On services sector, the official said the two countries used training and technology acquisition as key innovation strategies to improve the quantity and quality of their proposition.
According to him, the findings of the research show that the Gross Domestic Products (GDPs)of the two countries were stalled in recent years.
The director said there were several reasons why GDP growth rates could be stalled but the most plausible in the case of both Nigeria and South Africa is what economists term “middle income trap”.
“This happens when a country grows rapidly and attains middle income status (according to World Bank classification) but is unable to grow beyond that status.
“Often, what drives the pre-middle-income growth is connected to specific advantages that the country has, for instance in the export market for primary commodities (in the case of Nigeria, crude oil, and in South Africa, gold).
“Due to local wage increases that accompany middle income status, the country tends to become less competitive in the export market and is, at the same time, unable to compete with more advanced countries in the market for finished goods.
“That is the story of Nigeria and South Africa.
“Currently, both countries grapple with poor domestic labour market conditions, evidenced by incessant wage increases, worker protests, large share of workforce in indecent employment, etc among other characteristic middle income trap problems,” he said.
Egbetokun said data from the research was drawn from the South Africa Business Innovation survey (2008) and the Nigerian Business Innovation Survey (2010)
“These are the latest available data. The surveys stopped since then because funding of the NEPAD African Science, Technology and Innovation Indicators Initiative (ASTII) stopped and each country needed to fund its own innovation surveys.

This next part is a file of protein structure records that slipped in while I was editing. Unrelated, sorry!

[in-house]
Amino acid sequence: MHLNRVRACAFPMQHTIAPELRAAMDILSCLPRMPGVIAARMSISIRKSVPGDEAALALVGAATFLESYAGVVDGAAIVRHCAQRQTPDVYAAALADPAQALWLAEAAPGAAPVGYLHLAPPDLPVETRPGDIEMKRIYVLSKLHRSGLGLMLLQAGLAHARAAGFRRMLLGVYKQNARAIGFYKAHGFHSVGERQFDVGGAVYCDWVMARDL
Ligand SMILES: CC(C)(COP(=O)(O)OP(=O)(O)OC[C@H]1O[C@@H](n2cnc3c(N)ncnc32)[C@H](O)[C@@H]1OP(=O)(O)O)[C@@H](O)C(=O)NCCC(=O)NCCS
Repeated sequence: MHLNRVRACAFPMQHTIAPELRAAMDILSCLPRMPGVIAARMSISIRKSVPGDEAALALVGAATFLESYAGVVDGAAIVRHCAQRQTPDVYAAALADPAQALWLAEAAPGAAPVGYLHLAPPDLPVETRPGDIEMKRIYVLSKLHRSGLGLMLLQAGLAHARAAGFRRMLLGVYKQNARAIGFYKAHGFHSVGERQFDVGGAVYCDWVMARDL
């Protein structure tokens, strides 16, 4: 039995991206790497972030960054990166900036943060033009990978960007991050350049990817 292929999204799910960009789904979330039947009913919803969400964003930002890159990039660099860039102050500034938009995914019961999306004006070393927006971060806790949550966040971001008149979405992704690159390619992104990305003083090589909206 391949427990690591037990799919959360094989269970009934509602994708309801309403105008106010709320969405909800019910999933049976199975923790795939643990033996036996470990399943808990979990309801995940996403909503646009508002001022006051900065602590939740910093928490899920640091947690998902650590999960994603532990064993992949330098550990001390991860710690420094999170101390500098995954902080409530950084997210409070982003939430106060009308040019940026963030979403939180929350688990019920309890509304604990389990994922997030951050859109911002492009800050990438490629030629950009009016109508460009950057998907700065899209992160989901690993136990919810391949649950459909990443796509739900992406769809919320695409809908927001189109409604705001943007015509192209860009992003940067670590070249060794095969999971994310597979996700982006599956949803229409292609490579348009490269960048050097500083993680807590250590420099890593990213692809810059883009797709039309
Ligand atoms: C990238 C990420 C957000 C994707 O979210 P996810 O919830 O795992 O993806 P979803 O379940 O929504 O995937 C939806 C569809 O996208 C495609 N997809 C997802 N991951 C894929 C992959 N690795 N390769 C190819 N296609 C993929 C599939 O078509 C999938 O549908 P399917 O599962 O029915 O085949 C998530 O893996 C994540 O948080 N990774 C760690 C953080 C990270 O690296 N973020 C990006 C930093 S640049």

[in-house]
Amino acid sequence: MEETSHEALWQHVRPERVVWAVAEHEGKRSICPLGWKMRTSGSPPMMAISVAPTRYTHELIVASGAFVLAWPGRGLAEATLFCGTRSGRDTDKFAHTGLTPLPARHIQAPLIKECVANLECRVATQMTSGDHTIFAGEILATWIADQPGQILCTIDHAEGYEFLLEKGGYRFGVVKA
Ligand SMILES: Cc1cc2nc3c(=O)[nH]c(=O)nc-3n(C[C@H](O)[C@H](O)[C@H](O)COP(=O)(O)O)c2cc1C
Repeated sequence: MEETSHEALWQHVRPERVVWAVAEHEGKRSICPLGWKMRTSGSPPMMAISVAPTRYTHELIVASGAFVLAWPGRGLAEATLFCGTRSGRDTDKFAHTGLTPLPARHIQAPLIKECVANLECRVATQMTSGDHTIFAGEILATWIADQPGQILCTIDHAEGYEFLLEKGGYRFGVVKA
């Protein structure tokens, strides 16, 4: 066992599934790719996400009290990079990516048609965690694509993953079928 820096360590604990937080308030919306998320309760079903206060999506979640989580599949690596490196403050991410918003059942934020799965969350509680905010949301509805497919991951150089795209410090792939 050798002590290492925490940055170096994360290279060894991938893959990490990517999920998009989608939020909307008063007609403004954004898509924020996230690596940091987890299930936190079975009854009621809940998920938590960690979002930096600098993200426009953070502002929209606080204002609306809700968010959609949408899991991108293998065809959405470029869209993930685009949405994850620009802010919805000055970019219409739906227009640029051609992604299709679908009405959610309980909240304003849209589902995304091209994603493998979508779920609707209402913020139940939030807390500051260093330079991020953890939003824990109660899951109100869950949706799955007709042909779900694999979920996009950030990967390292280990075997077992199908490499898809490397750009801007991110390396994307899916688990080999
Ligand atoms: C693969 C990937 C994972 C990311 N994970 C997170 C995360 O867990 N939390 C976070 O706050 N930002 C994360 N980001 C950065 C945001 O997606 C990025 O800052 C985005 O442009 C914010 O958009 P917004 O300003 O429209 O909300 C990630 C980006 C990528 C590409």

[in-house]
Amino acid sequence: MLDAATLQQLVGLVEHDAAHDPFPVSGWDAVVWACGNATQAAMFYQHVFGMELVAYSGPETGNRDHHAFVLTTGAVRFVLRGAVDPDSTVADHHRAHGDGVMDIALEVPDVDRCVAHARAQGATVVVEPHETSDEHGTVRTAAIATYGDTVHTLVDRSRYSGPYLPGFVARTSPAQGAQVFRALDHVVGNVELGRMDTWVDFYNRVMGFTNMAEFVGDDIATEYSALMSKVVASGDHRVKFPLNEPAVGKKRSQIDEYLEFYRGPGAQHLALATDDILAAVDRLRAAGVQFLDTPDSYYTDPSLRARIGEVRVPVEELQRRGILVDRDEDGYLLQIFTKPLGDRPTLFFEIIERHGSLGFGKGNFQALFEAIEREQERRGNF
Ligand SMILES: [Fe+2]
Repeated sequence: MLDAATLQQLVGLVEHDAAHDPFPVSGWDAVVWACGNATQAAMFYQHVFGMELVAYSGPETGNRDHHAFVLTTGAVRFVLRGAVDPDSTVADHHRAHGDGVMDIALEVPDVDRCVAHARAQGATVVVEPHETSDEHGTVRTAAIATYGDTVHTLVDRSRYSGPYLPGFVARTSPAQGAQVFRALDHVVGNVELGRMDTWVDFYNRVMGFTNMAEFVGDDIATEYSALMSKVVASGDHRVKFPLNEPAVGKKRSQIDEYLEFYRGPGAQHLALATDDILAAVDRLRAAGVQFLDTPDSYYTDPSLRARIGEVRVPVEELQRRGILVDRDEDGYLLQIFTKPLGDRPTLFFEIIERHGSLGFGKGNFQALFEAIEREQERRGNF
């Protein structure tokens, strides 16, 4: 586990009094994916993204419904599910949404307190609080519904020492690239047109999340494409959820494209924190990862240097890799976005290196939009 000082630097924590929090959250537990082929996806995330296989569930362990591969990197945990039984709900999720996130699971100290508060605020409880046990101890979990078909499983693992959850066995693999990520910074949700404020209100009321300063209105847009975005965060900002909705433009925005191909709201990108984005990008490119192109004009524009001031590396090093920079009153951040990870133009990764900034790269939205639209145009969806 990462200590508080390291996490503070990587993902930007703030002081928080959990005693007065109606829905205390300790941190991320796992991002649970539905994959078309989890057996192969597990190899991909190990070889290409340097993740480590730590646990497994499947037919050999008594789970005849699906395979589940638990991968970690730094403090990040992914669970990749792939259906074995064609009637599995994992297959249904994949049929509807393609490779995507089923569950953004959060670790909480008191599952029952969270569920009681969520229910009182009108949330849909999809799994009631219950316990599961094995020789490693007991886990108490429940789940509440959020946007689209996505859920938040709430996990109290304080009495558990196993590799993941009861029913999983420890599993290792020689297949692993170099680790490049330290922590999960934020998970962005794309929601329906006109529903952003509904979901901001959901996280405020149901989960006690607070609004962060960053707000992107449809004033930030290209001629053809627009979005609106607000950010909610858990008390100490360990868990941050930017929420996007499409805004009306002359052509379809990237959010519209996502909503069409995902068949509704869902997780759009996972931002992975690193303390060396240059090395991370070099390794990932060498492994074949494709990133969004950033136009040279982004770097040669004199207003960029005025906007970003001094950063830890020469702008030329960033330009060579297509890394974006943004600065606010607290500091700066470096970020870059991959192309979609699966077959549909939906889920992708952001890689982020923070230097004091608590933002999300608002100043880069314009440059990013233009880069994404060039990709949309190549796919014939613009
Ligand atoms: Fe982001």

“Unfortunately, NACETEM did not receive funding for the surveys from the Nigerian government until in the 2018 budget year.
“We are now embarking on the data collection process for another round, but any analysis for now will have to rely on the old 2008-2010 data.
“For comparability, we chose 2010-2012 data for South Africa. Other years would have been too far apart between both countries,’’ the director said.
According to him, an innovation survey is normally conducted periodically (typically once every three years) to assess how the productive sector of an economy fares, particularly in relation to the creation and application of knowledge.
“These surveys are useful because they help to identify the strengths and weaknesses of the industrial sector in a country, with a view to designing appropriate policies and structures to initiate and sustain growth.
“Innovation surveys have been carried out in Europe, where they are commonly known as Community Innovation Surveys (CIS), since 1991/92.
“In 1996, South Africa was the first African country to implement an innovation survey.”
NAN reports that the recent research emerges from Memorandum of Understanding (MoU) for joint research and training that NACETEM signed with CeSTII in 2017.